With the “we’re back at it again!” feeling of the return comes a similar theme in the songs herein. Both Dan and Spencer, each in their own way, carry a common motif of a return, for better or worse. The better or worse isn’t intended the reflect the band’s return, obviously. But rather, it’s a feeling of “haven’t we been here before?” that Boeckner and Krug both interpolate between new life experiences and bright new horizons. A lot has happened for both of these dudes in the time we last saw Wolf Parade, and the songs definitely reflect this when comparing back to the spacey exploration and fantastic landscapes of their prior records. Boeckner makes this painstakingly clear on EP opener “Automatic”. “I sing from a nowhere room, I call out for some connection”, Dan begs over a bullet train of a guitar hook, “A future unimproved, my heart beats on and on - it’s automatic.” Whether within or without Wolf Parade, Boeckner and Krug chew on joy and sorrow and change and upsets through music, and nothing’s going to change about that.
But change does come, and it does affect the way we see the world. Krug’s two songs, “Mr. Startup” and “C’est La Vie Way”, both tell a similar story of one door closing for another to open. “Blessed be the ones who let their blessings go”, Krug sings on “Mr. Startup”, watching close friends wait for dreams deferred to rejuvenate in a new light. Meanwhile, he watches a former lover whisper half-hearted wedding vows to a new flame with a shrug, letting one dream be snubbed out by a more immediate one. It’s all highly relatable stuff, soundtracked by blistering Wolf Parade grooves. “C’est La Vie Way” in particular has the drive and emotional attack of early INXS before it explodes into a climactic outro.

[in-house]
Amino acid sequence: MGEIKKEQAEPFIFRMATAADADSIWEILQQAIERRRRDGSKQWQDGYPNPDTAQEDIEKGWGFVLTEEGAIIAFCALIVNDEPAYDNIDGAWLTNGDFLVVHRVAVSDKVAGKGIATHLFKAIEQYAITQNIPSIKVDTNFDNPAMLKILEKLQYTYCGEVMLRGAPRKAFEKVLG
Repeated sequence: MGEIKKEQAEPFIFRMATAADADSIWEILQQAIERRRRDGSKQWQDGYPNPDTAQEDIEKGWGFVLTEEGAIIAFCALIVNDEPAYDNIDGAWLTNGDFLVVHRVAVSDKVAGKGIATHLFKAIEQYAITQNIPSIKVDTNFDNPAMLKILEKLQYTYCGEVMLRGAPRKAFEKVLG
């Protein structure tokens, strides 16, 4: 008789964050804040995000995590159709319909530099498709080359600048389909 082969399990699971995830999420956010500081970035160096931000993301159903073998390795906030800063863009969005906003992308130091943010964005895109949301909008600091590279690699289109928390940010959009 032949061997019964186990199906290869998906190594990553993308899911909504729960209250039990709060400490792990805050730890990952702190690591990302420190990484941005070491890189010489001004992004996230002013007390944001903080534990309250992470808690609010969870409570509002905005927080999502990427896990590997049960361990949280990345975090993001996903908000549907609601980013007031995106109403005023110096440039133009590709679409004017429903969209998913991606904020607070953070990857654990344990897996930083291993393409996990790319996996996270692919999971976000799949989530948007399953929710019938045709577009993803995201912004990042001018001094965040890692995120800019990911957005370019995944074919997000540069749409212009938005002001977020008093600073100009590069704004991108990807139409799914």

The EP ends with the only track we’ve heard before today, only now in fully fleshed out Wolf Parade form. “Floating World” previously appeared on the Handsome Furs’ curated soundtrack to 2013 John Cusack film Adult World, but here, closing out this small collection of melancholy jammers, it feels right at home. “I’m lost in the floating world beyond this one”, Boeckner sings, disconnected from relationship and untethered by the gravity that weighs the rest of us down. Wolf Parade’s return feels like a loudspeaker from that world to this one, where Boeckner and Krug howl away at their songs of love and life and devotion, waiting to see what another day brings. This summer, of course, brings a celebration of their return. What’s next after that, we can only hope and dream.
EP 4 is out now! Grab it at the band’s website digitally, or pre-order the 10” vinyl release! Wolf Parade will tour all summer, making a stop at both the Pickathon Music Festival and two dates in Seattle, 8/7 and 8/8. Grab tickets here.